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Unknown photographer Lower Pool, with Tower Bridge under construction Glass lantern slide c. late 19th century © Museum of London
In recent weeks I have published a number of posts about London Bridges centred around the Bridge Exhibition in West India Quay.
As part of the promotion for the exhibition , the Museum of London took some of the photographs from the exhibition and added the modern view.
These then and now hybrid photographs are very popular at the moment, so I thought I would share some of the best ones.
What is perhaps most noticeable is that in the older photographs , that the Thames was a working river filled with ships and with cranes and warehouses dominating the riverfronts.
The modern photographs seem more dominated by the large buildings that have multiplied in the City in the last few years.
Henry Turner (active 1930s) A Windy Evening on London Bridge c. 1937 From Wordsworth to T S Eliot, the crowds streaming across London Bridge have always attracted attention. Turner was a photographer and General Secretary of the Empire Press Union (later Commonwealth Press Union). He made this image for E Arnot Robertson’s book Thames Portrait (1937).© Henry Turner/Museum of London
Unknown photographer Charing Cross Railway Bridge Glass lantern slide c. late 19th century Taken from South Bank. © Museum of London
Albert Gravely Linney Tower Bridge framing the Dome of St Paul’s Cathedral c. 1930 Taken from the river, looking west. © Albert Gravely Linney/Museum of London
Henry Turner (active 1930s) Southwark Bridge c. 1935 © Henry Turner/Museum of London
Albert Gravely Linney Beginning the Demolition of Old Waterloo Bridge c. 1934 Taken from Hungerford Bridge. © Albert Gravely Linney/Museum of London
George Davison Reid (1871–1933) Looking north across London Bridge ) c. 1920s Taken from inside on the 5th floor of No1 London Bridge. © George Davison Reid/Museum of London
Christina Broom (1863–1939) Waterloo Bridge from the Embankment c. 1903–10 Taken from the North Bank of the Thames. © Christina Broom/Museum of London
Museum of London Docklands – Bridge exhibition
27 June – 2 November 2014,
For more information visit the Museum of London Docklands website here
Hungerford Bridge c.1845. Photograph by William Henry Fox Talbot, Museum of London
Starting on the 27th June is an exciting new exhibition at the Museum of London Docklands entitled Bridge.
Last week there was an announcement that one of its highlights will be an extremely rare photograph of Old Hungerford Bridge taken by the photography pioneer, William Henry Fox Talbot in 1845.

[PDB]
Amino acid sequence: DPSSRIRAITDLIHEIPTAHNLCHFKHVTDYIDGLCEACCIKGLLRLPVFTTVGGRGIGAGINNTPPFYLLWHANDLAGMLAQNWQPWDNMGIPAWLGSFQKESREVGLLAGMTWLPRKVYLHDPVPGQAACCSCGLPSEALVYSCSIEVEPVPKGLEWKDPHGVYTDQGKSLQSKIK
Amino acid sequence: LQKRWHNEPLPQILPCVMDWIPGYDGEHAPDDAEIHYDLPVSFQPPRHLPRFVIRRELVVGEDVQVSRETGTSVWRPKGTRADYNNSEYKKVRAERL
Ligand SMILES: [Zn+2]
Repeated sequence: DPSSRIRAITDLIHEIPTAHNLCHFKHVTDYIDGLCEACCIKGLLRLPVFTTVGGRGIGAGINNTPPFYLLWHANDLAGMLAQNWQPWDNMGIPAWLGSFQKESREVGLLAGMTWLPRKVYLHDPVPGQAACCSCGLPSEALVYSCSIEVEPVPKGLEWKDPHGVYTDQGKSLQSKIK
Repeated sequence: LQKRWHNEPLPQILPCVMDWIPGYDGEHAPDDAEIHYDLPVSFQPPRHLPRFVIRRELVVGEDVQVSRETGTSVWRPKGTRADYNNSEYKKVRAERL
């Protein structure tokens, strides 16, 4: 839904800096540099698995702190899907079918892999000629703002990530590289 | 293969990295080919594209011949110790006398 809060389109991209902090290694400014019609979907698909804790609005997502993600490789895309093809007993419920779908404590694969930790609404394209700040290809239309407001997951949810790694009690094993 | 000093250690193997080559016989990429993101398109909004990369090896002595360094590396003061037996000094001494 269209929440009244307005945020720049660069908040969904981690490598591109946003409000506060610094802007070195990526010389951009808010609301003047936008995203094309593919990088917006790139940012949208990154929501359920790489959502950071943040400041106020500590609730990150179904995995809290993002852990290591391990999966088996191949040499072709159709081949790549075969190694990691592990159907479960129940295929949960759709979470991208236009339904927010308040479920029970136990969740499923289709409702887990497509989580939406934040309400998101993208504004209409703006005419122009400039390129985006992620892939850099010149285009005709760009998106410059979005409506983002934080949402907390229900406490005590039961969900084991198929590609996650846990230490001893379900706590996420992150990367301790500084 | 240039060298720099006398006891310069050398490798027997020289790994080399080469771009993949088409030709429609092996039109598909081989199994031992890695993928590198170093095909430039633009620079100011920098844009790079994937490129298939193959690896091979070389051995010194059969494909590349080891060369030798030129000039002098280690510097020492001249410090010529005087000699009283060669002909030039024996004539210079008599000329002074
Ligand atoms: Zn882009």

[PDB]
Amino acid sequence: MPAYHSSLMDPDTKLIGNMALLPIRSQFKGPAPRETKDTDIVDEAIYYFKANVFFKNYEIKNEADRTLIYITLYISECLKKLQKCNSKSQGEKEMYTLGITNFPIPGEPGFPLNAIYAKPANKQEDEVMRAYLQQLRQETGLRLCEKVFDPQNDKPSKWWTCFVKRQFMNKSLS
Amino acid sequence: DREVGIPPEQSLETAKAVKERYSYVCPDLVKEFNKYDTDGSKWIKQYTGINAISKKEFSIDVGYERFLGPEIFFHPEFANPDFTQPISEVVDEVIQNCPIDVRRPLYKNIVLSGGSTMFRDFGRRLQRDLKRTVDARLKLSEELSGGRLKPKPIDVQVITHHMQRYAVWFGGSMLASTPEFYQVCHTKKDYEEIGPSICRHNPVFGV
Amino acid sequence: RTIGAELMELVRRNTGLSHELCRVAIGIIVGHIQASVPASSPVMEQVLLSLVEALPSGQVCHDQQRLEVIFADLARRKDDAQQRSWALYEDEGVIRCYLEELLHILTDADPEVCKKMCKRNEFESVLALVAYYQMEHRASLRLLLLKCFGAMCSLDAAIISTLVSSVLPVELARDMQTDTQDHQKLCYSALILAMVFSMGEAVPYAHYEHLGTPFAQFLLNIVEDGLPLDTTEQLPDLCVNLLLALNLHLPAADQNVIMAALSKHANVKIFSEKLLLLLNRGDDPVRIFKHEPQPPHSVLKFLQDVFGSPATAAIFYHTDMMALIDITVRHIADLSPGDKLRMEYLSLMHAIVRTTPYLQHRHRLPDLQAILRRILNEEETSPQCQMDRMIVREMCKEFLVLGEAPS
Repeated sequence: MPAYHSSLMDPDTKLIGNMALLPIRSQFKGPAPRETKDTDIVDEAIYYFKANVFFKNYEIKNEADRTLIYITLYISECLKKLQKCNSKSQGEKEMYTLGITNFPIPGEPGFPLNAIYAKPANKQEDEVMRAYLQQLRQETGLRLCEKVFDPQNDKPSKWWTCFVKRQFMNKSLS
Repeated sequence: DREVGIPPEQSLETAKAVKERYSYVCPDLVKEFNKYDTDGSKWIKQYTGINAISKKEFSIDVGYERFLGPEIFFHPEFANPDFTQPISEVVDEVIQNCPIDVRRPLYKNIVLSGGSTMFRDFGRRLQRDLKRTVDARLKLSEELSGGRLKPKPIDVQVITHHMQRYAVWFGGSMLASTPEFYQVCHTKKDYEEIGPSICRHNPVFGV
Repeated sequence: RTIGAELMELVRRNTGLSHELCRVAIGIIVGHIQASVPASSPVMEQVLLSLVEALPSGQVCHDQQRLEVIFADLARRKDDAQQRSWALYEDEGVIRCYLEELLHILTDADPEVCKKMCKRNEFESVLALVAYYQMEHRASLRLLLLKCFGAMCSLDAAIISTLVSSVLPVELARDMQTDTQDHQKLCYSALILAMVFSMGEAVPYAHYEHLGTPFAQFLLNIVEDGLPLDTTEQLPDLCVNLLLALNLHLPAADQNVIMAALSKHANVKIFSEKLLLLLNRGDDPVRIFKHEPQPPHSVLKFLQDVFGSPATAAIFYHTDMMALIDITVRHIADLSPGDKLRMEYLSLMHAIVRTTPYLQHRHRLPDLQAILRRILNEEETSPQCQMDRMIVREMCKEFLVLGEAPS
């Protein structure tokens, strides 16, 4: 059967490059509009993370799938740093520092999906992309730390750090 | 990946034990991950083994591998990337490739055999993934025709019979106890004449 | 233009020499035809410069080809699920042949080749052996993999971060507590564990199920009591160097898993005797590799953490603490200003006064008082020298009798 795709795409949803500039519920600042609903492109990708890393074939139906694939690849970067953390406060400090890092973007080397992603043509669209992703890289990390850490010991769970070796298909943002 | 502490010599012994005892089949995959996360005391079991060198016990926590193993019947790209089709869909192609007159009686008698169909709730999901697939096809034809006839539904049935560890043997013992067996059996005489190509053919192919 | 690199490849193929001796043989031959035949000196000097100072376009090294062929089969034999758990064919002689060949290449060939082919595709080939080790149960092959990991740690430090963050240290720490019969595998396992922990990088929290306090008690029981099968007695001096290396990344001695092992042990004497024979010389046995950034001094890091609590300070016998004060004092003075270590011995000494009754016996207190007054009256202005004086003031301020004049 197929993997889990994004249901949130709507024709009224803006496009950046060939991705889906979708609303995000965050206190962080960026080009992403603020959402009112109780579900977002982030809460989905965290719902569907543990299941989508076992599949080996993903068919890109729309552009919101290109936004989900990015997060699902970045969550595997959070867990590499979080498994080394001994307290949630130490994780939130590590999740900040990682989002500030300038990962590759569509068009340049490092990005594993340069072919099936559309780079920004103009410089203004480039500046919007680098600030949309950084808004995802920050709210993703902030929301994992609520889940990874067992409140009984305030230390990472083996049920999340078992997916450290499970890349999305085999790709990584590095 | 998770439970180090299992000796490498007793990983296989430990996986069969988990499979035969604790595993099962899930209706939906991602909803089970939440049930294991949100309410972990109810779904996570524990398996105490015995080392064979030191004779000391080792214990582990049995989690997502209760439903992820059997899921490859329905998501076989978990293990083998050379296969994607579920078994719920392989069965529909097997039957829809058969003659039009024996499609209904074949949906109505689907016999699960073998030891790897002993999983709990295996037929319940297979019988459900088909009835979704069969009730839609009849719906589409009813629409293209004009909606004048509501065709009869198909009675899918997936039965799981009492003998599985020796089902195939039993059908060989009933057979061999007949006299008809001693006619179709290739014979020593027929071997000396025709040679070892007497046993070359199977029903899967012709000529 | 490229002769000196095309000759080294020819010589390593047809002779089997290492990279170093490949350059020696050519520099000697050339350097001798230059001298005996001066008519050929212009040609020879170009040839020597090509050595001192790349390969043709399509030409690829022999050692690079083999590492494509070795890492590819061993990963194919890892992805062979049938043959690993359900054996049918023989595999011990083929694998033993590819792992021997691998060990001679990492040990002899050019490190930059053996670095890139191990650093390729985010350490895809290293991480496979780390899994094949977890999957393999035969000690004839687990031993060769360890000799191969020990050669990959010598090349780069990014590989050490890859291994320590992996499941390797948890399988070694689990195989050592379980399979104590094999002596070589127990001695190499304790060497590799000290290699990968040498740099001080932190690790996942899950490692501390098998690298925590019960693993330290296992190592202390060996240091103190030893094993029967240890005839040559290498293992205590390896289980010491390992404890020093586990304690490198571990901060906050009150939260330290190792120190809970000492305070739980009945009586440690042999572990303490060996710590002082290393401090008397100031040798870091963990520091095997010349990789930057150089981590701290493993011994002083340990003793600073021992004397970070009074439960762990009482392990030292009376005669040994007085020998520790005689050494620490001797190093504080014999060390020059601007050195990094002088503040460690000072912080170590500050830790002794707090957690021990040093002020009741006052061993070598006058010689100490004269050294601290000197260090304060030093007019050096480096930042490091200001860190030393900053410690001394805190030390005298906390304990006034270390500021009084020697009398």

Brunel’s Hungerford Bridge was at 1,462 feet long, one of the longest suspension bridges built at the time. However Londoners did not have long to admire his handiwork because Brunel’s bridge was demolished within fifteen years to make way for a railway crossing.
It is the oldest photograph in the considerable Museum of London collection and will only be displayed under certain conditions due to its fragile nature.
Fox Talbot only began to perfect his process in 1845 and this delicate salt print has been considered too historically valuable to risk showing on public display before.
The Museum are taking no chances and have issued the following
Early photographs are extremely fragile. For conservation reasons this photograph will be displayed in strictly controlled lighting conditions, where visitors will be invited to press a button to illuminate it to minimise unnecessary exposure to light.
It will be on public display for one month only.
Other than the Fox Talbot photograph, there are a large number of other photographs on display both contemporary and historical artworks.
Like the Fox Talbot photograph, some chart some of the London Bridges creation and demolition.
Old Waterloo Bridge under demolition Gelatin silver print, made 1936 © Albert Gravely Linney/Museum of London
Lower Pool, with Tower Bridge under construction © Museum of London
Henry Flather (1839-1901) The Construction of the Metropolitan District Railway Albumen print, made around 1868 Waterloo Bridge appears stranded in Flather’s extraordinary photograph, almost as if it has been thrown up during the excavations. The photograph was taken from a point west of the bridge, at the foot of Savoy Street, during the construction of the Metropolitan District Railway and Victoria Embankment. This is one of 64 photographs taken in the late 1860s by Flather to document the project. This photograph will be displayed behind a screen to protect it from unnecessary exposure to light, which could damage it. © Henry Flather/Museum of London
Looking southwest from Lower Custom House Stairs. Photograph by George Davison Reid. 1920-1933. Museum of London
If these are the calibre of photographs at the exhibition, it will definitely be one not to miss.
Bridge at the Museum of London Docklands will features paintings, prints, drawings, etchings, photography and film. The exhibition opens at the Museum of London Docklands on Friday 27 June 2014. Entrance is FREE.